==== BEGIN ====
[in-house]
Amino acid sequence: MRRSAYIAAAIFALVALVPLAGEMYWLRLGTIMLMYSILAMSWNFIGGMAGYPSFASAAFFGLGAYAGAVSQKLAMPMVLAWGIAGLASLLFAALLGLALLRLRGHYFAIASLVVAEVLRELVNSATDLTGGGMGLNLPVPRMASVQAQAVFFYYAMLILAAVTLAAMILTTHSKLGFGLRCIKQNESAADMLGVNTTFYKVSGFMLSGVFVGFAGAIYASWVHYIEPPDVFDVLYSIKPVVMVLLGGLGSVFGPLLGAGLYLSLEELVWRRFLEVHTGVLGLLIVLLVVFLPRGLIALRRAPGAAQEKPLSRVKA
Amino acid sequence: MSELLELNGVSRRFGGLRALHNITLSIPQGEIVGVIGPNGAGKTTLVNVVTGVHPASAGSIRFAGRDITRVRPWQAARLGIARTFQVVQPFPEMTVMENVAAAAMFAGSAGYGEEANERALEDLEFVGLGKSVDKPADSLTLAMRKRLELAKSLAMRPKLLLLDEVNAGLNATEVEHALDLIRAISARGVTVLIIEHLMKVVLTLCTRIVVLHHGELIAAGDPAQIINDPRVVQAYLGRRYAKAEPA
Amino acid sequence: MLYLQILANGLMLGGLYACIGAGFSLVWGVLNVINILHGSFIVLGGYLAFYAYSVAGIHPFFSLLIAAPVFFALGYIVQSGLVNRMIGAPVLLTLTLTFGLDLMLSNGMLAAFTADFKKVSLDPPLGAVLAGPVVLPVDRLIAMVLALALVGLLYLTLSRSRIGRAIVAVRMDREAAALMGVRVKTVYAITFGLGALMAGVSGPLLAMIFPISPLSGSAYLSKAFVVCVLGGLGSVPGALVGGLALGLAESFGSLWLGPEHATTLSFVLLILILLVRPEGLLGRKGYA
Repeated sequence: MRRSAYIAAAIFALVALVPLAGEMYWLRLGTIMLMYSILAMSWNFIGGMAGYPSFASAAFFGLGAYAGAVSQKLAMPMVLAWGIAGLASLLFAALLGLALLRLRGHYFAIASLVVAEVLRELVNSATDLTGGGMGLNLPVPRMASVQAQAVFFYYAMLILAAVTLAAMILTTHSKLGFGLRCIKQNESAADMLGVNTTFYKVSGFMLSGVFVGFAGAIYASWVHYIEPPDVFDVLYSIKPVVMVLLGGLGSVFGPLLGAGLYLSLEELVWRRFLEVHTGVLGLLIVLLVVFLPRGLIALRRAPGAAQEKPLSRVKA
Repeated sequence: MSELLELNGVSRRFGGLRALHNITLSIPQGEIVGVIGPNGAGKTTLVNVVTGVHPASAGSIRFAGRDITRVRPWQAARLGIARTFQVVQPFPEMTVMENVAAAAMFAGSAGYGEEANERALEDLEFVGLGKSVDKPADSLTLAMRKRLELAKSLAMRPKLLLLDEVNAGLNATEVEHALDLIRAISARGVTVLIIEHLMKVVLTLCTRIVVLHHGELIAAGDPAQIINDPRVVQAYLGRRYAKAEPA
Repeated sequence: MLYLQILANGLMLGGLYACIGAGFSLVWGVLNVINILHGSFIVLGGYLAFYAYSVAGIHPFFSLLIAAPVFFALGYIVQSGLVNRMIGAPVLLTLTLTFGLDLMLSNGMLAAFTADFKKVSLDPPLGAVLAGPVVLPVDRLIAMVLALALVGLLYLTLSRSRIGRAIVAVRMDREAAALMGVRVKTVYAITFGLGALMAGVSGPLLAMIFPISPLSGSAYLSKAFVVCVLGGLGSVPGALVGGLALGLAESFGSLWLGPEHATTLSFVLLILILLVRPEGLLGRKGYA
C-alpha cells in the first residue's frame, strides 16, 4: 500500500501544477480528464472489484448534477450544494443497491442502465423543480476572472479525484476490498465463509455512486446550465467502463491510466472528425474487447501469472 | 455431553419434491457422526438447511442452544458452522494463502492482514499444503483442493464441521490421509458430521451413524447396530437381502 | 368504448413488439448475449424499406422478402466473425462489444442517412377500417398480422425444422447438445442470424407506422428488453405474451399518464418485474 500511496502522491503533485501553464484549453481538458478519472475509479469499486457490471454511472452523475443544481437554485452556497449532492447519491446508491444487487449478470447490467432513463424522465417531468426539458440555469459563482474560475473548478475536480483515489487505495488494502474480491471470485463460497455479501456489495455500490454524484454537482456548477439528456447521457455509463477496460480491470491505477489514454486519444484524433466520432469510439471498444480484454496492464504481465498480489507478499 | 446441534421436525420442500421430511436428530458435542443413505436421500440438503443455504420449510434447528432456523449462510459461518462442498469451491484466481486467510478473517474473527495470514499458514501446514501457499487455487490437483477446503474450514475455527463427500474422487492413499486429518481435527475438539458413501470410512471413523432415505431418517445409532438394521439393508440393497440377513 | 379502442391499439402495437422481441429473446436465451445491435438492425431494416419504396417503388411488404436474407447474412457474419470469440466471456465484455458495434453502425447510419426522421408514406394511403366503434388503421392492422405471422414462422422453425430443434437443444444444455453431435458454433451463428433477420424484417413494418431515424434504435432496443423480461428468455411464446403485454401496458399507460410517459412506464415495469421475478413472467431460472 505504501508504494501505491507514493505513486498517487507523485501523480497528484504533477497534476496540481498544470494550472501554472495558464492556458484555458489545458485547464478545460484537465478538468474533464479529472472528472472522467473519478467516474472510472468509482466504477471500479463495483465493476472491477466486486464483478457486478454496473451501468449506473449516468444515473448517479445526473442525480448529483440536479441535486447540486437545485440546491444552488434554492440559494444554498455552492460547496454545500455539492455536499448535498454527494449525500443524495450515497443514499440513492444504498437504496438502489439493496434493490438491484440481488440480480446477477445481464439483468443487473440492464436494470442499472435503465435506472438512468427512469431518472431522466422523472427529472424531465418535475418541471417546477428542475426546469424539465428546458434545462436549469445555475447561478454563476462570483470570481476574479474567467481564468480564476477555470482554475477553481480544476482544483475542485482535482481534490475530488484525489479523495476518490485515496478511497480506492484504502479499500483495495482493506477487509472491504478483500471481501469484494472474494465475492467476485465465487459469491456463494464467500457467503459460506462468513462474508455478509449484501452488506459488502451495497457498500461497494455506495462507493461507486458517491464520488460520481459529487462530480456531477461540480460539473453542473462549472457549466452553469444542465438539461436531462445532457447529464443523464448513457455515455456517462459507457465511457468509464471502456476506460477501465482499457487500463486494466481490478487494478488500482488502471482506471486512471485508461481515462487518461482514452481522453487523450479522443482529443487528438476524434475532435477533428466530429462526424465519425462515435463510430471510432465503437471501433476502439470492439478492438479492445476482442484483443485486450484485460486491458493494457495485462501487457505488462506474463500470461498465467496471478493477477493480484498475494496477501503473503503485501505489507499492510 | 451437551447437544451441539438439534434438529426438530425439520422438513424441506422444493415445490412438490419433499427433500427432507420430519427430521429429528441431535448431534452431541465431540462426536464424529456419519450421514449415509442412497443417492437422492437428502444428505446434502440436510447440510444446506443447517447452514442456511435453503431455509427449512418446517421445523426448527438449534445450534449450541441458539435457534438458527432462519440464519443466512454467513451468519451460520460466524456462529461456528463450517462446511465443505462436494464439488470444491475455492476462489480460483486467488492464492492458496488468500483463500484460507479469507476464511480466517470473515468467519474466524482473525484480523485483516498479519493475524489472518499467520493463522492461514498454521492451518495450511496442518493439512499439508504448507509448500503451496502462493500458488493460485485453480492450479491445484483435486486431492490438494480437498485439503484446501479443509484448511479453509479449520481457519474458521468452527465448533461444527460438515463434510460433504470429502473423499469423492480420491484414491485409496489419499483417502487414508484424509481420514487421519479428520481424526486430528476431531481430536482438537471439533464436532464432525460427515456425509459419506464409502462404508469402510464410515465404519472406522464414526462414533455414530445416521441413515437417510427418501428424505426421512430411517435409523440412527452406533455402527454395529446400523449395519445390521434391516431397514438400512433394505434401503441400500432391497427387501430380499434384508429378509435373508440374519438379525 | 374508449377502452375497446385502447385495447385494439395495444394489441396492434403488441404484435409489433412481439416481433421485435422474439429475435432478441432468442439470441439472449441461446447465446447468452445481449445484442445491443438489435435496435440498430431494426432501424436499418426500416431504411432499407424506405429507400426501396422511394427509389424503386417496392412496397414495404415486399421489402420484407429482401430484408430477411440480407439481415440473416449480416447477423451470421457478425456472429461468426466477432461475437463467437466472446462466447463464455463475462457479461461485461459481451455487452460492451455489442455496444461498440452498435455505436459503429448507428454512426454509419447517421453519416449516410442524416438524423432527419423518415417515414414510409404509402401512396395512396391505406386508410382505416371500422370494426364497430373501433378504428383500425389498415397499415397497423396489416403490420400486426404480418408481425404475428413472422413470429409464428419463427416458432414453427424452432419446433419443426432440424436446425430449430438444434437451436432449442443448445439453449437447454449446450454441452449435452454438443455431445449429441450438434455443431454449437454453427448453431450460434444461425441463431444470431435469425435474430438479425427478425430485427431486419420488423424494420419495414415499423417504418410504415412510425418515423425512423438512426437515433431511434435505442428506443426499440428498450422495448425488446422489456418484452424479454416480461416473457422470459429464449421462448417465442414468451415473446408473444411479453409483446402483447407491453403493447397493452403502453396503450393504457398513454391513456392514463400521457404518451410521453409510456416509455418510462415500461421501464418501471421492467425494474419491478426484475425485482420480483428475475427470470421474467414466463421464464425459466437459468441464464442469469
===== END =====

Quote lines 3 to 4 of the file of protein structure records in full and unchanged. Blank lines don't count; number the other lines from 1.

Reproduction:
Amino acid sequence: MSELLELNGVSRRFGGLRALHNITLSIPQGEIVGVIGPNGAGKTTLVNVVTGVHPASAGSIRFAGRDITRVRPWQAARLGIARTFQVVQPFPEMTVMENVAAAAMFAGSAGYGEEANERALEDLEFVGLGKSVDKPADSLTLAMRKRLELAKSLAMRPKLLLLDEVNAGLNATEVEHALDLIRAISARGVTVLIIEHLMKVVLTLCTRIVVLHHGELIAAGDPAQIINDPRVVQAYLGRRYAKAEPA
Amino acid sequence: MLYLQILANGLMLGGLYACIGAGFSLVWGVLNVINILHGSFIVLGGYLAFYAYSVAGIHPFFSLLIAAPVFFALGYIVQSGLVNRMIGAPVLLTLTLTFGLDLMLSNGMLAAFTADFKKVSLDPPLGAVLAGPVVLPVDRLIAMVLALALVGLLYLTLSRSRIGRAIVAVRMDREAAALMGVRVKTVYAITFGLGALMAGVSGPLLAMIFPISPLSGSAYLSKAFVVCVLGGLGSVPGALVGGLALGLAESFGSLWLGPEHATTLSFVLLILILLVRPEGLLGRKGYA